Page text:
Oat Milk, Almond Milk and Other Non-Dairy Options Can Be Labeled As 'Milk,' According to the FDA In draft guidance released Wednesday, the Food and Drug Administration said that "milk" coming from sources like almonds and oats can retail the dairy label.
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You can still call your plant-based milk, milk.
In a draft guidance released Wednesday, the Food and Drug Administration (FDA) said various plant-based kinds of "milk," from oat to macadamia to almond, can use the word "milk" in labeling.
The guidance was filed amid the dairy industry's efforts (since at least the late 1990s) to prohibit plant-based milk alternatives from being labeled "milk." At one point, it was even banned in the European Union to call plant-based milk "creamy" though it was eventually dropped, per Food Navigator.
According to the agency's research, which includes things like surveys and focus groups, "consumers understand that plant-based milk alternatives do not contain milk when shopping for various types of products labeled with the term" the agency wrote in its guidance.
The FDA can issue legally-binding guidance based on laws passed by Congress, and it can also issue guidance that is not binding, as it did in this case. But it is likely the industry will follow the FDA's proposed rules, The New York Times reported.
Representatives of the dairy industry lobbied for a bill in Congress that would have narrowed the definition of what could be called milk to what comes from "hooved animals," called the Dairy Pride Act in 2017. It did not move past committees.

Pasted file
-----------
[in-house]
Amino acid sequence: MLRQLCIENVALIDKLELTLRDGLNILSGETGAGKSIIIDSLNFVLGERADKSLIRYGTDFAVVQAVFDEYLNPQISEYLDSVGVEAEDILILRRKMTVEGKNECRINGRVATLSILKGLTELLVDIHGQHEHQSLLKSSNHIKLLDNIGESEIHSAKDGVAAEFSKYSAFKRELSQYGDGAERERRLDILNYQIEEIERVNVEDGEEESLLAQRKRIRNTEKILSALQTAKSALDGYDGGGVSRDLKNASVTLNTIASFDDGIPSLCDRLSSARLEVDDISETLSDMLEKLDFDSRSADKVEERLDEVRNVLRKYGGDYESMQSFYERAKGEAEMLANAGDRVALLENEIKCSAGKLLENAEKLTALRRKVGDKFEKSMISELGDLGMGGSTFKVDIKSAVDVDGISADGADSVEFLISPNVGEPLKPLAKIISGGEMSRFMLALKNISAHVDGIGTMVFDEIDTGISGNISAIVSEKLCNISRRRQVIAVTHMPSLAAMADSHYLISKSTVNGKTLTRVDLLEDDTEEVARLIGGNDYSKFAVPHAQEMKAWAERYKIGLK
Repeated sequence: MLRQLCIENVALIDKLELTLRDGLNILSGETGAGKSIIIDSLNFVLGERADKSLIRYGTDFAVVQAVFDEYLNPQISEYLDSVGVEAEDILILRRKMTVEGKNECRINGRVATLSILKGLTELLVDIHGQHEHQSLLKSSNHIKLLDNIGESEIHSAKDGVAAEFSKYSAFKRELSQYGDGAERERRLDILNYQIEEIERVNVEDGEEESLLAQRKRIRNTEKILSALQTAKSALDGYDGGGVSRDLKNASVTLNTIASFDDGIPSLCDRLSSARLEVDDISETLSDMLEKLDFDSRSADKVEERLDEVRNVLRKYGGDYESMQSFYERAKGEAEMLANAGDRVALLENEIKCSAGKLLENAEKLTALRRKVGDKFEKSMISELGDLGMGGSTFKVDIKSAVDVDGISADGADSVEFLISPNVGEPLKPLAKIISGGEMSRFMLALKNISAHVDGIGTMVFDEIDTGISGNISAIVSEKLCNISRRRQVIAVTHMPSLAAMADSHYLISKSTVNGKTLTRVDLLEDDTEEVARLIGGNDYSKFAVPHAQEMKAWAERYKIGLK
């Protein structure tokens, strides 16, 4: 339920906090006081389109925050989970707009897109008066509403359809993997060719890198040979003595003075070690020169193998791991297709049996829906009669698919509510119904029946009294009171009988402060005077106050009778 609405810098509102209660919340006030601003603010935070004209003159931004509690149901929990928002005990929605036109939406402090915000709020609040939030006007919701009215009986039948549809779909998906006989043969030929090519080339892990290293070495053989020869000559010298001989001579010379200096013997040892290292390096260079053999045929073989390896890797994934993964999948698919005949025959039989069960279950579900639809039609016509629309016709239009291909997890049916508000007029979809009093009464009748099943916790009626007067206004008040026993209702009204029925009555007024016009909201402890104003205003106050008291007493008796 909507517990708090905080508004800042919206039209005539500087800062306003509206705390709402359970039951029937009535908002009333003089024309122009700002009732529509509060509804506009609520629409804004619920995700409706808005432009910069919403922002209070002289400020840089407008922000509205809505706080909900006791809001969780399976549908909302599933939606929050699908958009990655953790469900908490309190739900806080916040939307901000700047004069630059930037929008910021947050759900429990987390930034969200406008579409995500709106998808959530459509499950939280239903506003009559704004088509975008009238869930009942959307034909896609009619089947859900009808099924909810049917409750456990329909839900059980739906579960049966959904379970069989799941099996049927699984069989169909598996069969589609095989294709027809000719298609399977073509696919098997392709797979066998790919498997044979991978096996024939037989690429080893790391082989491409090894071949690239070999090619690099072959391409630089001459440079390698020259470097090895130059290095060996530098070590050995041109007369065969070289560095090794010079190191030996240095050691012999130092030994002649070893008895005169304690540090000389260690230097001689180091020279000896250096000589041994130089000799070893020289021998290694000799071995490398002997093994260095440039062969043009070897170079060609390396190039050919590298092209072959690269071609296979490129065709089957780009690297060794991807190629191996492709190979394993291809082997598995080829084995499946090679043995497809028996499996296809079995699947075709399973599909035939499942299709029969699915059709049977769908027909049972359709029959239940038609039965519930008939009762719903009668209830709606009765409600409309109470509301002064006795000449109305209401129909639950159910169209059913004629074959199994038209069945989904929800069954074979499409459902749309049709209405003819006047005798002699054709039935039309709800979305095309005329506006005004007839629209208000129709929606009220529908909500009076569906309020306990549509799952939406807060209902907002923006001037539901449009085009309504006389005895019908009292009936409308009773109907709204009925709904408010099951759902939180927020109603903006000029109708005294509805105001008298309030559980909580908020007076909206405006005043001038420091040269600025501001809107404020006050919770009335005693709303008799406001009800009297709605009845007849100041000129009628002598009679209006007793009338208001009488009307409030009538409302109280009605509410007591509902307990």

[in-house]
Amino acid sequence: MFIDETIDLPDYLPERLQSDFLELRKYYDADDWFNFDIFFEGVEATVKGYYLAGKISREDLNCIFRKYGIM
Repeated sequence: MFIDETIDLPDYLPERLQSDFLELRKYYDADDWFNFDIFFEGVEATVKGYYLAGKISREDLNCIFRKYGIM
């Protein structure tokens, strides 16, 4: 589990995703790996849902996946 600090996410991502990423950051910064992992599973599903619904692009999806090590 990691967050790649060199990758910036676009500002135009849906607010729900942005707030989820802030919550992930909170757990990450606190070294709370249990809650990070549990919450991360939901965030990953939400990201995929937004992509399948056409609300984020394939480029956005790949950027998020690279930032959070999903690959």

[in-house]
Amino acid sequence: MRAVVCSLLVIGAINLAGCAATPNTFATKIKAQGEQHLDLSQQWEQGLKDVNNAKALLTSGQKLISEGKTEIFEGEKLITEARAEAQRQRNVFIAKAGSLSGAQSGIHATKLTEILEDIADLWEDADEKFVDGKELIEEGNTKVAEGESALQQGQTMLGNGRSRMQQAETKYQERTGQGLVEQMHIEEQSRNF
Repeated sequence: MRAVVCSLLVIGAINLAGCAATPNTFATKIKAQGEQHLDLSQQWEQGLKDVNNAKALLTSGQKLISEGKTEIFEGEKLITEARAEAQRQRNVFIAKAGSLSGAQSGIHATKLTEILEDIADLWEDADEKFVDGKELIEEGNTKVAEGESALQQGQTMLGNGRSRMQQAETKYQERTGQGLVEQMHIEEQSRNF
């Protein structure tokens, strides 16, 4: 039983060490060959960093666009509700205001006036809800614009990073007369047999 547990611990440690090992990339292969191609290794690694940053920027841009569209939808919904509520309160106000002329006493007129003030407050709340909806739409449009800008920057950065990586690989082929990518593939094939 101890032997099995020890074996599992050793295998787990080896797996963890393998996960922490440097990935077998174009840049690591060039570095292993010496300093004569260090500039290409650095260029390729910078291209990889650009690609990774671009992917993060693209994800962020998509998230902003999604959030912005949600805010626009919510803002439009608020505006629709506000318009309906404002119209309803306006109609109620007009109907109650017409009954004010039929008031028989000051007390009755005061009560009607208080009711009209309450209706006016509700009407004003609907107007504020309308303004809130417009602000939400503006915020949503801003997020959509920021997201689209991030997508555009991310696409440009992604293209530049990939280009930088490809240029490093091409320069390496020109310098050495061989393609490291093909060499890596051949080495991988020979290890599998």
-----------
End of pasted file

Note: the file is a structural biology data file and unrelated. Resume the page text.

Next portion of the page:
Regardless of the industry's feelings, alternative milk consumption has been rising steadily.
According to a 2021 Morning Consult survey, about 1 in 3 consumers use milk not made from cows once a week at least.
Milk consumption has gone down by almost half since 1970, according to the U.S. Department of Agriculture.
The president and CEO of the National Milk Producers Federation, Jim Mulhern, expressed disappointment about the draft guidance.
"Today's FDA announcement is a step toward labeling integrity for consumers of dairy products, even as it falls short of ending the decades-old problem of misleading plant-based labeling using dairy terminology," Mulhern said in a statement.
"We reject the agency's circular logic that FDA's past labeling enforcement inaction now justifies labeling such beverages," it added.
However, the FDA did say that manufacturers could put notes on their labeling indicating if plant-based milk has lower or different levels of nutrients like magnesium, potassium, or vitamin B12, than regular milk.
"FDA recommends the use of these statements to help consumers understand certain nutritional differences between milk and plant-based milk alternatives that use the term 'milk' in their name," the agency wrote.
The FDA is taking comments until April 24 and then will release its final guidance.